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Acute Pain | Chronic Pain | General

Chiropractic for low back pain

Clinical bottom line: Based on a small, poor quality set of trials, there is no convincing evidence for long-term benefits of chiropractic interventions for acute or chronic low back pain. There may be some short-term pain relief, especially in patients with acute pain.

Better quality evidence is required before the question of efficacy can be answered adequately.

Chiropractic is one of the manipulative therapies often used to treat acute and chronic pain. For acute and chronic back pain, chiropractors often use spinal manipulation techniques, although other trained therapists also use this technique.

Systematic review

Assendelft WJJ, Koes BW, Van der Heijden GJMG, Bouter LM. The effectiveness of chiropractic for treatment of low back pain: An update and attempt at statistical pooling. Journal of Manipulative and Physiological Therapeutics. 1996; 19(8): 499-507

  • Date review completed: June 1995
  • Number of trials included: 8
  • Number of patients: 1774
  • Control group: other treatment or placebo
  • Main outcomes: successful treatment, pain rating, functional status

Inclusion criteria were randomised controlled trials of chiropractic treatment for low back pain; treatment included manipulation or mobilisation of the spine; follow-up period greater than one day; English language reports; full journal publication.

Chronic pain was defined as duration greater than three weeks, and acute pain was defined as pain "d3 weeks.

It was not possible to pool results from trials, so reviewers carried out a vote-counting review based on the main out come measure for each trial.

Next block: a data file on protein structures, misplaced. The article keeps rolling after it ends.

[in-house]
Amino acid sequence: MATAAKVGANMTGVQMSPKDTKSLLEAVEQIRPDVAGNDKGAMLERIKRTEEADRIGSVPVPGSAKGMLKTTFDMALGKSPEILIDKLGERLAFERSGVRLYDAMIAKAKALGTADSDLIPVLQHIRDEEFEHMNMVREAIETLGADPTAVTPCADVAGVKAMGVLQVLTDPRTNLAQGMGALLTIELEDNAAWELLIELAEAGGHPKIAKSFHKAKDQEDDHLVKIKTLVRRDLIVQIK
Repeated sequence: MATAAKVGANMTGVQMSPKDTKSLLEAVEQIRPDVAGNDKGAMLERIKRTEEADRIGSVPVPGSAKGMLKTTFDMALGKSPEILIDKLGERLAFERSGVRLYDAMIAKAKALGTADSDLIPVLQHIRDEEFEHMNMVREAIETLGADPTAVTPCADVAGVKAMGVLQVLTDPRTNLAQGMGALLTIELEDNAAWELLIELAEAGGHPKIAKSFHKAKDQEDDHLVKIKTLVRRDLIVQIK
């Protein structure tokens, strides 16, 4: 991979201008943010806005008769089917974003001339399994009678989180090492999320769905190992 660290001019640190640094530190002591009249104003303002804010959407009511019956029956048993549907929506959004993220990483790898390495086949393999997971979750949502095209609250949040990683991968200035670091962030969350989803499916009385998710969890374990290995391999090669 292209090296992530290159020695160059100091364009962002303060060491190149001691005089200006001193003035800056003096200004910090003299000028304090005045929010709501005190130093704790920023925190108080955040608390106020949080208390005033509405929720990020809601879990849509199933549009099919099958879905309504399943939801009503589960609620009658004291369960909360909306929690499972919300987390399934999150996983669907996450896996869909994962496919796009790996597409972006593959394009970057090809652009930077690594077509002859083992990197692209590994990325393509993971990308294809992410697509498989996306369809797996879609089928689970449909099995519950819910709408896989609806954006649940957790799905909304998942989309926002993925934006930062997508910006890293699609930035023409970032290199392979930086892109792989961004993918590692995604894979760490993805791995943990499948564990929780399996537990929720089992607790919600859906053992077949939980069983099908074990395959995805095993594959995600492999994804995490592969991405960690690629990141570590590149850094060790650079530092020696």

Four trials were in chronic pain, three trials reported on both acute and chronic pain, and one mixed acute and chronic together. Trials were of poor methodological quality, with different patients, interventions, outcomes, follow-up periods

Acute pain (approximately 300 patients)

Three of three trials reported short-term benefit from chiropractic intervention (approximately three weeks). Where longer-term data were available, these benefits appear to have been lost.

Chronic pain (approximately 1,500 patients)

Six trials had relevant data. One trial reported benefit for chronic patients, but reviewers were unable to agree with this finding since there were no statistically significant differences in the original report (6 week outcome). One trial reported some benefit at two but not at four weeks. Two trials reported no benefit of chiropractic over control.

Of two trials mixing acute and chronic patients, both reported positive overall findings at >3 weeks.

Adverse effects

Adverse effects were not covered in this review.

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